Hate Automatically Comic Strips - Page 19
248 Results for Hate Automatically
View 181 - 190 results for hate automatically comic strips. Discover the best "Hate Automatically" comics from Dilbert.com.
Share February 20, 2005's comic on:
Let's have a pre-meeting before your meeting with our vice president. "Don't mention any problems because he might try to fix them." "Don't say anything about budgets or deadlines because he might reduce them." "Leave out the technical stuff because it will only confuse him." "That leaves me nothing to talk about." "Perfect!" "Hello... And in summary. Are there any questions?" "Wow! That's the first presentation that hasn't made me feel nauseated or dizzy! Great job!" "Why does success make me hate humanity?" "They deserve it."
Share June 13, 2004's comic on:
Dilbert: Excuse me. May I ask a question? You're blasting your music while your window is open, so Im wondering.... are you thinking that the people around you are enjoying your musical choices? Or are you a psychopath, prone y to ego centri , antisociale behavior? Or is it a sdeaspartae misguided attempt to improve your odds f finding a mate? Its actually a simple case of peer imitation and cognitive dissonance that causes me to selective filter my perceptions. I like that song. Great! Now I suddenly hate it! You ruined everything!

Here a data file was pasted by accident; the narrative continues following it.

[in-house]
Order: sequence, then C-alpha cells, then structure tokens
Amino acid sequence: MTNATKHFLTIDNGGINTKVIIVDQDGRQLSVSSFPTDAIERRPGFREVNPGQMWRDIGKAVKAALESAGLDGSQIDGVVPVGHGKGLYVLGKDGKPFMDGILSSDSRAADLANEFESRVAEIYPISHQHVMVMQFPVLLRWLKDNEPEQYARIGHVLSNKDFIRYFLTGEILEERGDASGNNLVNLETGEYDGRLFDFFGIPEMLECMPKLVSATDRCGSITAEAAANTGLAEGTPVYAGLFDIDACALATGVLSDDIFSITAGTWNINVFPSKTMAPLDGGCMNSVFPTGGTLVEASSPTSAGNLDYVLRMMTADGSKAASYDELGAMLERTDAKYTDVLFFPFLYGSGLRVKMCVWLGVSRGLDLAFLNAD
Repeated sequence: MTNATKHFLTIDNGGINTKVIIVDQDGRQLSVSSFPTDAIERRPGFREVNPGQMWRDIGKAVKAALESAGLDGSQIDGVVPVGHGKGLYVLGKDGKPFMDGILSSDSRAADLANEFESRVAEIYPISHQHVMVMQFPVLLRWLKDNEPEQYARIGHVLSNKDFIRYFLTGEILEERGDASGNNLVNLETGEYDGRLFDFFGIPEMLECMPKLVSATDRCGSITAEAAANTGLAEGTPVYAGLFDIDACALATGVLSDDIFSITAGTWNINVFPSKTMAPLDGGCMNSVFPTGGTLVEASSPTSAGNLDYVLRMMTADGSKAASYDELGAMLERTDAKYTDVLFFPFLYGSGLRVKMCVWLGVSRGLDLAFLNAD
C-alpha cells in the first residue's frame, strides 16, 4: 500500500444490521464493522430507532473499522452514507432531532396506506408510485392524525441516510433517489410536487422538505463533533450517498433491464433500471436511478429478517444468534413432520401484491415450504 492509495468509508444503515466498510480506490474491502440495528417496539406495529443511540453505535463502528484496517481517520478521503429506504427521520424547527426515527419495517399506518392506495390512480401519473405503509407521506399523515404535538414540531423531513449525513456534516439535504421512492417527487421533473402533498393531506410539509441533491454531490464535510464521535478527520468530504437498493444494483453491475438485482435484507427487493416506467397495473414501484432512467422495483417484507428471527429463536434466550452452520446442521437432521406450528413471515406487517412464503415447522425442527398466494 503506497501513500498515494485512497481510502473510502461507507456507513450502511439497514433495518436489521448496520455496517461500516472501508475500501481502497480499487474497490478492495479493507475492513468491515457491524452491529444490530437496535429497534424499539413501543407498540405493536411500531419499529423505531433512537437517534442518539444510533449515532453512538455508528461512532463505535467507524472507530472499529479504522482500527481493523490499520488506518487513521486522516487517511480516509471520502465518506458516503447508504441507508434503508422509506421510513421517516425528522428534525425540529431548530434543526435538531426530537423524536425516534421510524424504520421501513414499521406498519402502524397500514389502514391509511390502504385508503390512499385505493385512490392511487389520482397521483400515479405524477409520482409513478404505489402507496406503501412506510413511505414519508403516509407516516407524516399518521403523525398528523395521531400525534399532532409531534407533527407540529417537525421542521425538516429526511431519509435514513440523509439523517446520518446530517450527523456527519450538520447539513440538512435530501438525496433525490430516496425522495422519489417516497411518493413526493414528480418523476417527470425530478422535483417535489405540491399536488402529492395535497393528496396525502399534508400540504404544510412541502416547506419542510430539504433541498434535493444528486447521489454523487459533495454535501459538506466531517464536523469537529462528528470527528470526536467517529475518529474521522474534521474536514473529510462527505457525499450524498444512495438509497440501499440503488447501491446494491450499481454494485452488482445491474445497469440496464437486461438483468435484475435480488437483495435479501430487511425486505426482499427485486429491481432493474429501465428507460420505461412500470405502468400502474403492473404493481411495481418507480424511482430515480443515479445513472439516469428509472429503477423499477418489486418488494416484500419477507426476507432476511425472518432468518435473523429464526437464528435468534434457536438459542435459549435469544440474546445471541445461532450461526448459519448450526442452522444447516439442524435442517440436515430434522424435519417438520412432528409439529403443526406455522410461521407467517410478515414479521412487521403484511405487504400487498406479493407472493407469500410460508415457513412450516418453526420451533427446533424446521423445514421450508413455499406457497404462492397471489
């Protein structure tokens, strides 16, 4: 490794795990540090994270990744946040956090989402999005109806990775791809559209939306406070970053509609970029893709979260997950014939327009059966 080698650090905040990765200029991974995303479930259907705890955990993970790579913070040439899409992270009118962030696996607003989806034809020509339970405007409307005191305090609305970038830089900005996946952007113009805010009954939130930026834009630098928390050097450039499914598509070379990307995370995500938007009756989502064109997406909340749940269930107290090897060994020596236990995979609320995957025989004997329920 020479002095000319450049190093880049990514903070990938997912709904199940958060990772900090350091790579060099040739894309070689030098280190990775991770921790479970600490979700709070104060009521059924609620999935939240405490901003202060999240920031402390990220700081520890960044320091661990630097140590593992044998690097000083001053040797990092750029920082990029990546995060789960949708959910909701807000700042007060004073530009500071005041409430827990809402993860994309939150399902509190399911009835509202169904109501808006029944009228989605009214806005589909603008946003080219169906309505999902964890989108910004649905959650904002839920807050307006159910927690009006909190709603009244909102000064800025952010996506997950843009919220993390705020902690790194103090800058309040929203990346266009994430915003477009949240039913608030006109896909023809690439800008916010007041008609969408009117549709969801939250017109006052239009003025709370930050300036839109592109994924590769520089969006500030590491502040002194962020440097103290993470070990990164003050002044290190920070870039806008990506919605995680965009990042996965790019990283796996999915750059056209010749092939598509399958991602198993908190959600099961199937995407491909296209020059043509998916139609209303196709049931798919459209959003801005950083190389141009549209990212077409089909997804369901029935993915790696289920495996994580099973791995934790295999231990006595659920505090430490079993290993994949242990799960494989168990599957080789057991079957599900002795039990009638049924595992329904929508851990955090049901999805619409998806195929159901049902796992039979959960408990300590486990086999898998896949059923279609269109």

Share February 10, 2002's comic on:
Dilbert says to The Boss, "I don't think our network can handle the extra network traffic." The Boss replies, "Opinions don't matter to me. I base my decisions on hard data." Dilbert responds, "How about logic? Our network is already too slow and we plan to quadruple usage." The Boss responds, "Bah! Watch how science works and maybe you'll learn something." The Boss pokes his head out of his office and says to Doug, "Doug, come here for a minute." Doug says, "Our data proves that our network has infinite capacity, so your budget should be diverted to my project." Dilbert exclaims, "That's not science! That's a weasel misinterpreting data to get extra funding!" Dilbert comes home and says to Dogbert, "There are days when you really hate to hear the phrase 'po-tay-to, po-tah-to."
Share November 24, 2002's comic on:
The Boss walks down the hall and thinks, "I hate today.. I hate today." The Boss takes a seat by Wally in the conference room and thinks, "Wally's annual performance review." The Boss says to Wally, "Let's compare your objectives with.." The Boss pauses and then continues, "What the...?" The Boss says, "Apparently your objectives are "play computer solitaire and drink coffee." Wally says, "I hope you're learning a valuable lesson about reading documents before signing them." The Boss responds, "Okay, we'll use what we have. How many games of solitaire did you win?" Wally says, "Win? I didn't know you could win. Is that something new?" After the meeting, Dilbert approaches Wally and says, "He made you employee of the month?" Wally responds, "He thinks he signed a warning for my file."
Share September 10, 2000's comic on: